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Directors duties: Taking it back to basics

Directors duties: Taking it back to basics

Hoda Nahlous and Michael Chin argue the need for clarity regarding directors duties and obligations.


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Directors with puzzle pieces above their head

Amongst the changing governance landscape with respect to directors’ duties and liabilities, it is important to remember that the general duties of directors are owed to the company for which they are a director.

The Australian Securities Exchange (ASX) consultation process currently underway to update the ASX Corporate Governance Council’s Principles and Recommendations attempts to expand the demographic for whom directors must have regard to in order to preserve their organisation’s “social licence to operate”. For this purpose, the ASX suggests that an entity’s board must consider the views and interests of other stakeholders, such as customers, suppliers, consumers taxpayers and others.

Although well-intended, and aligning with the public desire that continues to build momentum for corporates to operate having a greater sense of social responsibility, this has added to the confusion as to for whom directors owe their key duties.

Directors' key duties in brief

In performing their role, directors are subject to certain duties and obligations under the Corporations Act 2001 (Act), the common law, and the company’s constitution. In brief, the key duties for directors are to:

  • exercise their powers and discharge their duties for the purpose for which they were conferred and act with reasonable care and diligence (Section 180 of the Act) - one of the key duties of directors is to act with care and diligence (also known at common law as the duty to act with “care, skill and diligence”). An objective test is applied to measure the reasonableness of actions by directors (both executive and non-executive directors). However, a director’s position and specific responsibilities are relevant when applying the objective test.  Importantly, a director who makes a “business judgment” is taken to satisfy their duty of care and diligence in respect of that judgement. A “business judgement” must be a conscious decision by a director to either, take, or not to take, any relevant action.
  • exercise powers and discharge duties in good faith in the best interests of the company and for a proper purpose (Section 181 of the Act) ­-  the duty to exercise powers for a proper purpose and the obligation to act in good faith are separate duties.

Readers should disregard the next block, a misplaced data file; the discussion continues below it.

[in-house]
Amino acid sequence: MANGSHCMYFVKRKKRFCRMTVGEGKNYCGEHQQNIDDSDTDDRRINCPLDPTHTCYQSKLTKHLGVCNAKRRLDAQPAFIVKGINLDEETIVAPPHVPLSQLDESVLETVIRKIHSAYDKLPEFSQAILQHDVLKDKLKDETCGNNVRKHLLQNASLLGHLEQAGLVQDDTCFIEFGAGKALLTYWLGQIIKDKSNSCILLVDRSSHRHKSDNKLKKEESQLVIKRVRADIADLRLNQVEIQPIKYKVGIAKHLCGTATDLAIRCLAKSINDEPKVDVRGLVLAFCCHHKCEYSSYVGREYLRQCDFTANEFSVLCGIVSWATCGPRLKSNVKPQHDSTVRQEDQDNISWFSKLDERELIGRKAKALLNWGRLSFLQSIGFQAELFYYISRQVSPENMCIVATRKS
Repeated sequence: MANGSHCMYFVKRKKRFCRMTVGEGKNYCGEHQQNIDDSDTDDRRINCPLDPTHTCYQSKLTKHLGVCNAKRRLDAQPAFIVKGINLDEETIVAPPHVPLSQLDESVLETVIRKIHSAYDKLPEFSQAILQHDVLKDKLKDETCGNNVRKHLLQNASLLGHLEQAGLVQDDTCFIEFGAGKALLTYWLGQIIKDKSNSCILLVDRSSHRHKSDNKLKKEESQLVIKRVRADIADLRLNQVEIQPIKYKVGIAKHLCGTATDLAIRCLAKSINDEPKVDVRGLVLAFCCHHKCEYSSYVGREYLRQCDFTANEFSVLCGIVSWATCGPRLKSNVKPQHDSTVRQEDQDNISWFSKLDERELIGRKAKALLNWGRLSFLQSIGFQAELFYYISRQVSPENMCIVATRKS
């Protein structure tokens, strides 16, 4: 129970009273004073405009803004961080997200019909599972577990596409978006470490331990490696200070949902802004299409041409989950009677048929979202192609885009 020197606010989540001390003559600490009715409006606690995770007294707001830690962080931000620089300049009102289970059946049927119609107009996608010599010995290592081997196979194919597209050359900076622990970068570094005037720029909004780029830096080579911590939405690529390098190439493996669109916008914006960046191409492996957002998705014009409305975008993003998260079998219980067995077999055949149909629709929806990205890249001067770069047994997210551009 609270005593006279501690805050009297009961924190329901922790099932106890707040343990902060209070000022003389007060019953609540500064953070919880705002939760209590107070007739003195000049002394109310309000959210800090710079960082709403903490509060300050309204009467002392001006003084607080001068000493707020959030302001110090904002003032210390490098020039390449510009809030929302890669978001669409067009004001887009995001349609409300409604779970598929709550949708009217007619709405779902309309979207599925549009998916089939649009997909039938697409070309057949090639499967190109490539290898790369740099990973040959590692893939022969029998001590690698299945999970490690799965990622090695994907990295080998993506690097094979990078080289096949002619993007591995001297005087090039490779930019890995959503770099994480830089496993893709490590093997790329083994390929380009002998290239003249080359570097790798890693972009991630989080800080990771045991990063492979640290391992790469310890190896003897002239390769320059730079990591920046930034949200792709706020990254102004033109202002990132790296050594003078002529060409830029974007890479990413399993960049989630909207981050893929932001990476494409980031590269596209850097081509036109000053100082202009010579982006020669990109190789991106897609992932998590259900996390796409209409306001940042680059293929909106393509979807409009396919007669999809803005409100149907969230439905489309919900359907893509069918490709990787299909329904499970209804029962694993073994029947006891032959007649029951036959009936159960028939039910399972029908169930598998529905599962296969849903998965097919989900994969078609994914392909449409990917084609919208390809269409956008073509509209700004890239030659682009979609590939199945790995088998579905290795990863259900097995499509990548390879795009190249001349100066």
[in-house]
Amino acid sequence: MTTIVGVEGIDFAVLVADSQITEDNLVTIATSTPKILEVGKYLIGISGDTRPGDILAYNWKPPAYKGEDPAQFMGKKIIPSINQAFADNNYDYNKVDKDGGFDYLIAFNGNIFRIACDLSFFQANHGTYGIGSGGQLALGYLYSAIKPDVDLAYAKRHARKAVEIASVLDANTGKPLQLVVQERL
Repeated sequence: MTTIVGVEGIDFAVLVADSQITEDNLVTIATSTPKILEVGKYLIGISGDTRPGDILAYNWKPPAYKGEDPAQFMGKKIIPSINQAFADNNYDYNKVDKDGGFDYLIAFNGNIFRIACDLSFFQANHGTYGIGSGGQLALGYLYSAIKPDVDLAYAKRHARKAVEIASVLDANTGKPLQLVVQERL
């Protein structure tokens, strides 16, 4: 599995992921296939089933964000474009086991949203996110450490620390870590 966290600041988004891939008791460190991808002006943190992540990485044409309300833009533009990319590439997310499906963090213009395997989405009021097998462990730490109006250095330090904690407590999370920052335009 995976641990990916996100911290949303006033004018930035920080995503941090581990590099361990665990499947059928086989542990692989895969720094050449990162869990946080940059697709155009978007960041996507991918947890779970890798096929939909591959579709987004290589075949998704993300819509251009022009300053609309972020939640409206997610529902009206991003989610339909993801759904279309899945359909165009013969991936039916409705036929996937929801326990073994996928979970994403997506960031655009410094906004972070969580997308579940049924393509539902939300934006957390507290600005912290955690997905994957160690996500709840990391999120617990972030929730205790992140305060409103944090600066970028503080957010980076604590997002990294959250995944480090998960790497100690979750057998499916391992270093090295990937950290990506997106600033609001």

• not improperly use company information or position to gain advantage for themselves or someone else or to cause detriment to the company (Sections 182 and 183 of the Act) – this prohibition comes from the fiduciary duty to prevent conflicts arising between a director’s private interest and the company’s interest and the obligation to act only in the best interests of the company.
  • prevent insolvent trading (Section 588G of the Act) – directors have a duty to prevent the company from insolvent trading. Certain defences exist to civil claims for insolvent trading. In addition, there is also the “safe-harbour” carve out in Section 588GA – directors are protected in relation to debts the company incurs in connection with developing and taking a course of action that is reasonably likely to lead to a better outcome for the company (than proceeding immediately to voluntary administration or winding up).

Civil vs Criminal penalties

Sections 181-183 are civil penalty provisions. Section 184 operates to convert Sections 181 – 183 to criminal offences where dishonesty or recklessness are present.

Importantly, no suggestion was made by the Taskforce into the Australian Securities and Investments Commission (ASIC) enforcement regime that any changes were required with respect to the workings of these provisions (other than with respect to increasing certain penalties).

This is a high-level summary of those key directors’ duties that have been the subject of current discussion. KPMG Law would be pleased to discuss these duties in detail, as well any other current live issues concerning directors.

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